In a recent legal case, the 'building' in question comprised two limestone piers which had been Grade II listed in 1986. Mr Dill came into ownership of the piers but did not appreciate that they were listed. The items were sold and exported, and Mr Dill applied unsuccessfully for retrospective listed building consent to remove the items from the list.
However, the removal of the piers had come to the attention of the local planning authority, who required their reinstatement. Mr Dill appealed to the Secretary of State on the ground that the items were not 'buildings', so that no consent was required. The planning inspector held that it was not open to him to go behind the fact that an item appeared on the list as a listed building. Mr Dill then appealed to a judge but without success.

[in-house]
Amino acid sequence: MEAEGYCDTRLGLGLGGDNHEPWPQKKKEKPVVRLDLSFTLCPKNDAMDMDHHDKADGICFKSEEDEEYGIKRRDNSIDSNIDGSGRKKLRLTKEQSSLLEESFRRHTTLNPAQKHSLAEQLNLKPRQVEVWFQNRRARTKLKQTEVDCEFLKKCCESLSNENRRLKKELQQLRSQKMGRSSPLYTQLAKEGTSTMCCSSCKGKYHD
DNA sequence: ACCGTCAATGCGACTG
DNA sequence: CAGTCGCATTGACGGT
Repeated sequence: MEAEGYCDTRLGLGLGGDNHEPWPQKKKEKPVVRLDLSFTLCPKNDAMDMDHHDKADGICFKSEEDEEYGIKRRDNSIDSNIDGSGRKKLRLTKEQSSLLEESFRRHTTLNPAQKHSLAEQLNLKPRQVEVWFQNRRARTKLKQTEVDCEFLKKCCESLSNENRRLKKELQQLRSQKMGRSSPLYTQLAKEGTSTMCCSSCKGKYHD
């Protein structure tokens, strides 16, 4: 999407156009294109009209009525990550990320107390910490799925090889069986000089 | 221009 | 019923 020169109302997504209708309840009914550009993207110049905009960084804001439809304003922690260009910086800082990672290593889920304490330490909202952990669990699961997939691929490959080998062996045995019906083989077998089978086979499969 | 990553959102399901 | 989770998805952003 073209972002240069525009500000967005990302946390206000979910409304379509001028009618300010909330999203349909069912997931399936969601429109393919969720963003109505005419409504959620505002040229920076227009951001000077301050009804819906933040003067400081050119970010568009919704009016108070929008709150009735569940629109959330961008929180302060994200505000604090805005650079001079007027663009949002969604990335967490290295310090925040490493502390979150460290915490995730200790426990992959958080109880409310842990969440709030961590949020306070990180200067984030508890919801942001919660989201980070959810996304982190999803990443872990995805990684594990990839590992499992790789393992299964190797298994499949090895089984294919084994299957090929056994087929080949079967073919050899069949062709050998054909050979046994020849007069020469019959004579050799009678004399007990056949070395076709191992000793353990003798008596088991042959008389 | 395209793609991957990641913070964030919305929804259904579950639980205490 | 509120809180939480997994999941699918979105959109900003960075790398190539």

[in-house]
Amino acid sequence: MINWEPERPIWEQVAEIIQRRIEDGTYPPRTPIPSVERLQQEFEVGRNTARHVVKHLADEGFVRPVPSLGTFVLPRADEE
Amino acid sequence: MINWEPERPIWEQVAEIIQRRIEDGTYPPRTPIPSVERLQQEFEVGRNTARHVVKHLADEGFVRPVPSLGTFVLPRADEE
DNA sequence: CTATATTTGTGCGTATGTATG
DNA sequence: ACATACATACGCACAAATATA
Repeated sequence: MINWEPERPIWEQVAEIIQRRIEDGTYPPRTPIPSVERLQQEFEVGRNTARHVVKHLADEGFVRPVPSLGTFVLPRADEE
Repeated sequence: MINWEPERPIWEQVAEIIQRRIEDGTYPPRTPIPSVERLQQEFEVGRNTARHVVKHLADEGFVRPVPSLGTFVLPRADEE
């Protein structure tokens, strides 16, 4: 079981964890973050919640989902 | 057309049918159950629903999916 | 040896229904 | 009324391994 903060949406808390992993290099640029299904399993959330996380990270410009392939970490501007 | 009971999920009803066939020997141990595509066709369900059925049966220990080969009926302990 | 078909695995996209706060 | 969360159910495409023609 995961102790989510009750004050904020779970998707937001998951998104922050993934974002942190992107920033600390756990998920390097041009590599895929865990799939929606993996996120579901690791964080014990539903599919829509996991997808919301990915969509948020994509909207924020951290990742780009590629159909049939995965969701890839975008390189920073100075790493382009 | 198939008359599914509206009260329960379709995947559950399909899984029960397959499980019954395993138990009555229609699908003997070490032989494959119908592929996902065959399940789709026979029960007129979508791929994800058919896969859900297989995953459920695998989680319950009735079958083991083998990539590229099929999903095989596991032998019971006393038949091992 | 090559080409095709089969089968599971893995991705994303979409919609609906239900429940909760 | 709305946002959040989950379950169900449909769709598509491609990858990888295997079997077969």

If an item is on the list of historic buildings then it is a 'building' even though, to a layman, it doesn't look like a building.
There have been many other legal cases where something looks obvious but the legal definition has to be looked at very carefully to decipher what it really is.
For example, under the Leasehold Reform Act, the tenant of a house has the right to buy the freehold. There have been court cases when the owner of the freehold has argued that what the tenant owned was not a house but a flat or commercial premises. It must be a building reasonably considered a house, divided vertically from any adjoining house. Even a block of flats can be legally defined as a house if the tenant has a lease of all of the building.